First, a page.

The Last Bookstore
Charlotte stumbled upon it quite accidentally. Lifting herself off the sidewalk, she examined her hands for scrapes and cuts. Bright speckles dotted her flesh. She made a silent vow to scold the owner of the disintegrating doorstep she had just tripped over on her way to the bus stop. The screech of brakes and the swooshing sigh of the bus door told her she had missed her ride. She sighed, swiped at her dusty knees, and gazed at the sign above the shop.
Oh, I might as well, she thought. I’ve got nothing better to do.
The bell above the door rang, but stopped halfway through its swing. It hung slightly under perpendicular, giving the appearance of a dangling apple.
Or a broken neck. she decided, cracking her own from side to side and scanning the store for the manager with the dangerous threshold.
Wonder stopped her. If the vanilla-almond scent of aging paper hadn’t caught her attention, the stacks and stacks of leather and cardboard bound tomes did. One their sides, standing like soldiers, or propped to brace others, books of all heights, widths, and thicknesses filled the shelves inside, on top, and next to. If her stinging hand wasn’t reminding her of reality, she might have thought she had entered another world.
“Hello?” she called.
A raspy cough and an “oomph” answered her. From behind the counter, a man straightened himself as much as his rounded spine allowed and rubbed the back of his balding head. He straightened his wire-rimmed glasses and squinted through the peace-sign crack in the right lens and the diagonal one in the left. “Help you?” he croaked as if the may-I stuck in his phlegmy throat.
“Your step outside…”
“Yes, yes,” he said, waving away her unfinished complaint. “Happens all the time. People not watching where they are going. Rushing here and there.”
“Trying to get to the bus stop,” she proffered.
“That too! Blasted reroute! Why can’t they have left my corner alone and kept the stop on Third and Branch?”
“Either way you should…”
“Yes, well, that isn’t a cheap endeavor, my girl. What brings you in?”
“This!” She lifted her hand now covered with spreading bloody drips.
“Oh!” he cried.
She scowled at the rustling beneath the counter. He shuffled out with a stained rag in his hands. She recoiled, wondering what infectious disease riddled the cloth. But, her mouth dropped open as the man crouched on the floor and dabbed a crimson stain still wet on the grimy floor.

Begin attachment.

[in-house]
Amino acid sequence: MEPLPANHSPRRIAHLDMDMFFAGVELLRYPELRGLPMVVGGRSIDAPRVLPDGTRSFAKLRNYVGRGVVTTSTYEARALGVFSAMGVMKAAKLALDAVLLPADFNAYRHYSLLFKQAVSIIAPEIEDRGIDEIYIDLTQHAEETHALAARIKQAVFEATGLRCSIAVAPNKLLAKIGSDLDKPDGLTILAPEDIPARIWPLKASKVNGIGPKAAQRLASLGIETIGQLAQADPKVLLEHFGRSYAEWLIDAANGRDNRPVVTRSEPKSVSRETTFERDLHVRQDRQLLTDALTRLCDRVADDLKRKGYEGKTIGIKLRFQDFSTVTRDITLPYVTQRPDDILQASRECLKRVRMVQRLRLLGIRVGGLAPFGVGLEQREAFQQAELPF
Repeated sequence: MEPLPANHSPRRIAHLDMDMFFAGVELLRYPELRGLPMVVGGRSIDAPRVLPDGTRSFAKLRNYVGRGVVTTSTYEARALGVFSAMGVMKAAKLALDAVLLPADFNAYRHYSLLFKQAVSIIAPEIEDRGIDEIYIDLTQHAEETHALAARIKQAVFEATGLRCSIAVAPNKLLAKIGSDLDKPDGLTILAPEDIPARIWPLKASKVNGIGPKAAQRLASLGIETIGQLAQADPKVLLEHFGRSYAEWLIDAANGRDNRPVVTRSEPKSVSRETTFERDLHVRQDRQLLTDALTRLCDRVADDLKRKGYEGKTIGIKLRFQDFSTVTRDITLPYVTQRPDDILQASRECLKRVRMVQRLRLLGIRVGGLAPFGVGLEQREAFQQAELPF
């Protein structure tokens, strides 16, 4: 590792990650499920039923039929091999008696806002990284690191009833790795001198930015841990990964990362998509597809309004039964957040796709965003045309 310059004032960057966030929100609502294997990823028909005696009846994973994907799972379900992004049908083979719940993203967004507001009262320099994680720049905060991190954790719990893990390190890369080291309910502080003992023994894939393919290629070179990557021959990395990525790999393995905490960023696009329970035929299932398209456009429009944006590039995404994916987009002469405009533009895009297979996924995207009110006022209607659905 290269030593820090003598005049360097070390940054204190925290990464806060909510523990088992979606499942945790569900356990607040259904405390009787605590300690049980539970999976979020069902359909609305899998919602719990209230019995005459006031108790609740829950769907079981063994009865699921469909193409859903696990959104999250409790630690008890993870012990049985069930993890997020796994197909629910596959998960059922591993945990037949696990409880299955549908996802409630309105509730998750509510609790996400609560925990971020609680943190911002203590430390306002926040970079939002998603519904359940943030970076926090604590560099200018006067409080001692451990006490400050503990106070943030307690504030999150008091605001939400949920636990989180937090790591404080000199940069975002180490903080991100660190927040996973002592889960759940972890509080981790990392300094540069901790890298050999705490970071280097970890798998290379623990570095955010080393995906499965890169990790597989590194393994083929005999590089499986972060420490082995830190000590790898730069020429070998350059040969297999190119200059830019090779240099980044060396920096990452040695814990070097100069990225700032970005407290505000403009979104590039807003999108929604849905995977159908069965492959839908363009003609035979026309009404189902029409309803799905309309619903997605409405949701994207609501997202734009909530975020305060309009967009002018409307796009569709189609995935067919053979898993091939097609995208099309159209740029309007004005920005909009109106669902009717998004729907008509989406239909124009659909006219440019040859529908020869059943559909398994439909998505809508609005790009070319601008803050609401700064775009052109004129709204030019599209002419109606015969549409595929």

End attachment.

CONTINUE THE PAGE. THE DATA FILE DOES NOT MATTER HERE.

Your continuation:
“What do you mean coming in here dripping yourself everywhere?”
“I mean to…” What did she mean to do? What could be done at this point, except… “use your washroom.”
“End of the hall to the right. Put pressure on it.”
“Yes, I know.”
“So, you keep it from dripping on my floor.”
She stifled a response and headed as he’d directed. Hearing a scraping noise behind her, she glanced back. He was still working the spot. She noted her footprints in the dust.
After rinsing her hand in the iron-stained sink and wrapping it with a stiff paper towel, she re-entered the shop. The owner was scuffling somewhere amidst the stacks. Not wanting to reengage and hoping to catch the next bus, she called out an unfelt, “Thank you.” She adjusted her grip on the paper towel and grasped the antique brass doorknob.
Though she figured it was a vain attempt at control, she gripped the doorknob harder. He peered around the third shelf from the door. “No admittance without purchase.”
“No admittance without purchase.”
“I simply came in because I missed my bus and…”
“Used the facilities.”
“Because I tripped on your bloody step!”
“Watch where you’re going next time.”
“Next time I’m taking my own reroute. The least you could do is let me use your washroom after I injured my hand.”
“The least you could do is peruse the shelf and put a few coffers in my till for bothering me during inventory.”
“What’s the point of doing inventory if you have an empty till?”
He considered for a moment, clicking his dentures. “No admittance without purchase.”
“Ugh! I haven’t got time.”
“That’s the trouble. No one does. No one has time for the simple pleasure of sitting in a chair, turning the pages of a book, and enjoying a cup of tea.”
“You may have books filled with pages, but I don’t see a chair or a tea kettle.”
He pointed an arthritic finger to something behind her. She twisted the knob slightly as she turned her head. In the corner near the smeared window stood a red brocade chair and a side table with a steaming rosebud teapot and matching cup.
“Look, I really…”
“No admittance without purchase.”
“All right. One cup.”